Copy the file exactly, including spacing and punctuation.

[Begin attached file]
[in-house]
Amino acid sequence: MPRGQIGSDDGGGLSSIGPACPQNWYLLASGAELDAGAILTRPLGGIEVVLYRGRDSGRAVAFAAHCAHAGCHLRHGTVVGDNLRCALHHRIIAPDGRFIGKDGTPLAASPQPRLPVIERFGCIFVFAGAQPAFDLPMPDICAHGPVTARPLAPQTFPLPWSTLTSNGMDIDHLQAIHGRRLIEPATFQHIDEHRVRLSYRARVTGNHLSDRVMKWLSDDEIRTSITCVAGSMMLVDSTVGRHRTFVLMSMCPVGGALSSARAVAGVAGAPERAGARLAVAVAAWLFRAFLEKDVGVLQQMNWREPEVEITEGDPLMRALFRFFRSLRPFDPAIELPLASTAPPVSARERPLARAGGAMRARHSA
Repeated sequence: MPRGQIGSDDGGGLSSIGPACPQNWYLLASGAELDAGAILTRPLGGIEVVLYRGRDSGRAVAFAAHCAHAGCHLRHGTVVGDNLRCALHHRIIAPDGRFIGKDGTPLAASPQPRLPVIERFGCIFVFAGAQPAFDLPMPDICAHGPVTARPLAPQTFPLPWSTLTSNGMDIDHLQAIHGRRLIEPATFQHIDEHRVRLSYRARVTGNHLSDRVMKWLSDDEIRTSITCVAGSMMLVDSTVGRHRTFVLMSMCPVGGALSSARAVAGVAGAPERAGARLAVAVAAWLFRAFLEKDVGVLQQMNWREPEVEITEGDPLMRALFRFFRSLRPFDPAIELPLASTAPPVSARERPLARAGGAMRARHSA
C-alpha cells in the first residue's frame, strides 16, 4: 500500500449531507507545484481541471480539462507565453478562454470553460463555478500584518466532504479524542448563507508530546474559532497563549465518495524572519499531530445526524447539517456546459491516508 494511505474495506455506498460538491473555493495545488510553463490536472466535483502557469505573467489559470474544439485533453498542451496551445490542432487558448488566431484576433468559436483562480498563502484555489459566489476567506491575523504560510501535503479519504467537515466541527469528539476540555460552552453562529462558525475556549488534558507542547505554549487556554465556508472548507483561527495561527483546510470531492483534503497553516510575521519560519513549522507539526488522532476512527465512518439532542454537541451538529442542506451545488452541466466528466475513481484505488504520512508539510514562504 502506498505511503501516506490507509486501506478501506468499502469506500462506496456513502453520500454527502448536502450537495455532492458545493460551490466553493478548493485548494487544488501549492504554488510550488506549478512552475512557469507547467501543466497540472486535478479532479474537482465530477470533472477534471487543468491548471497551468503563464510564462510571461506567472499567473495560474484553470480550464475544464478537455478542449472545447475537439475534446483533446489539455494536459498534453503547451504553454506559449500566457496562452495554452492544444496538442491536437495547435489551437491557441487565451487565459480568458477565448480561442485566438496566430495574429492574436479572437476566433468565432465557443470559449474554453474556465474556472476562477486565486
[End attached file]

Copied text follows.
[in-house]
Amino acid sequence: MPRGQIGSDDGGGLSSIGPACPQNWYLLASGAELDAGAILTRPLGGIEVVLYRGRDSGRAVAFAAHCAHAGCHLRHGTVVGDNLRCALHHRIIAPDGRFIGKDGTPLAASPQPRLPVIERFGCIFVFAGAQPAFDLPMPDICAHGPVTARPLAPQTFPLPWSTLTSNGMDIDHLQAIHGRRLIEPATFQHIDEHRVRLSYRARVTGNHLSDRVMKWLSDDEIRTSITCVAGSMMLVDSTVGRHRTFVLMSMCPVGGALSSARAVAGVAGAPERAGARLAVAVAAWLFRAFLEKDVGVLQQMNWREPEVEITEGDPLMRALFRFFRSLRPFDPAIELPLASTAPPVSARERPLARAGGAMRARHSA
Repeated sequence: MPRGQIGSDDGGGLSSIGPACPQNWYLLASGAELDAGAILTRPLGGIEVVLYRGRDSGRAVAFAAHCAHAGCHLRHGTVVGDNLRCALHHRIIAPDGRFIGKDGTPLAASPQPRLPVIERFGCIFVFAGAQPAFDLPMPDICAHGPVTARPLAPQTFPLPWSTLTSNGMDIDHLQAIHGRRLIEPATFQHIDEHRVRLSYRARVTGNHLSDRVMKWLSDDEIRTSITCVAGSMMLVDSTVGRHRTFVLMSMCPVGGALSSARAVAGVAGAPERAGARLAVAVAAWLFRAFLEKDVGVLQQMNWREPEVEITEGDPLMRALFRFFRSLRPFDPAIELPLASTAPPVSARERPLARAGGAMRARHSA
C-alpha cells in the first residue's frame, strides 16, 4: 500500500449531507507545484481541471480539462507565453478562454470553460463555478500584518466532504479524542448563507508530546474559532497563549465518495524572519499531530445526524447539517456546459491516508 494511505474495506455506498460538491473555493495545488510553463490536472466535483502557469505573467489559470474544439485533453498542451496551445490542432487558448488566431484576433468559436483562480498563502484555489459566489476567506491575523504560510501535503479519504467537515466541527469528539476540555460552552453562529462558525475556549488534558507542547505554549487556554465556508472548507483561527495561527483546510470531492483534503497553516510575521519560519513549522507539526488522532476512527465512518439532542454537541451538529442542506451545488452541466466528466475513481484505488504520512508539510514562504 502506498505511503501516506490507509486501506478501506468499502469506500462506496456513502453520500454527502448536502450537495455532492458545493460551490466553493478548493485548494487544488501549492504554488510550488506549478512552475512557469507547467501543466497540472486535478479532479474537482465530477470533472477534471487543468491548471497551468503563464510564462510571461506567472499567473495560474484553470480550464475544464478537455478542449472545447475537439475534446483533446489539455494536459498534453503547451504553454506559449500566457496562452495554452492544444496538442491536437495547435489551437491557441487565451487565459480568458477565448480561442485566438496566430495574429492574436479572437476566433468565432465557443470559449474554453474556465474556472476562477486565486